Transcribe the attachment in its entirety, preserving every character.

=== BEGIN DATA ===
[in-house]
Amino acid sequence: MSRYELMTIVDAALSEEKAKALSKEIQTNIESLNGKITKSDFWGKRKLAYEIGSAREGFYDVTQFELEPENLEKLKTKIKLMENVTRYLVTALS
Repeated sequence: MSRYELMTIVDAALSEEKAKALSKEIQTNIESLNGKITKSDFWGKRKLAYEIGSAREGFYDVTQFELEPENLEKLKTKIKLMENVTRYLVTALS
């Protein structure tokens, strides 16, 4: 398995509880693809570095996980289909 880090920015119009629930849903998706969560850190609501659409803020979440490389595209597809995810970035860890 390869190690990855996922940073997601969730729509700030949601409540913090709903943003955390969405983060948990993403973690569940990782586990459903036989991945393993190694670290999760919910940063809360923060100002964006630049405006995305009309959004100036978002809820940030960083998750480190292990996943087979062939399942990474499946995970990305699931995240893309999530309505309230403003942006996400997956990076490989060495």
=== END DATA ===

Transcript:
[in-house]
Amino acid sequence: MSRYELMTIVDAALSEEKAKALSKEIQTNIESLNGKITKSDFWGKRKLAYEIGSAREGFYDVTQFELEPENLEKLKTKIKLMENVTRYLVTALS
Repeated sequence: MSRYELMTIVDAALSEEKAKALSKEIQTNIESLNGKITKSDFWGKRKLAYEIGSAREGFYDVTQFELEPENLEKLKTKIKLMENVTRYLVTALS
């Protein structure tokens, strides 16, 4: 398995509880693809570095996980289909 880090920015119009629930849903998706969560850190609501659409803020979440490389595209597809995810970035860890 390869190690990855996922940073997601969730729509700030949601409540913090709903943003955390969405983060948990993403973690569940990782586990459903036989991945393993190694670290999760919910940063809360923060100002964006630049405006995305009309959004100036978002809820940030960083998750480190292990996943087979062939399942990474499946995970990305699931995240893309999530309505309230403003942006996400997956990076490989060495």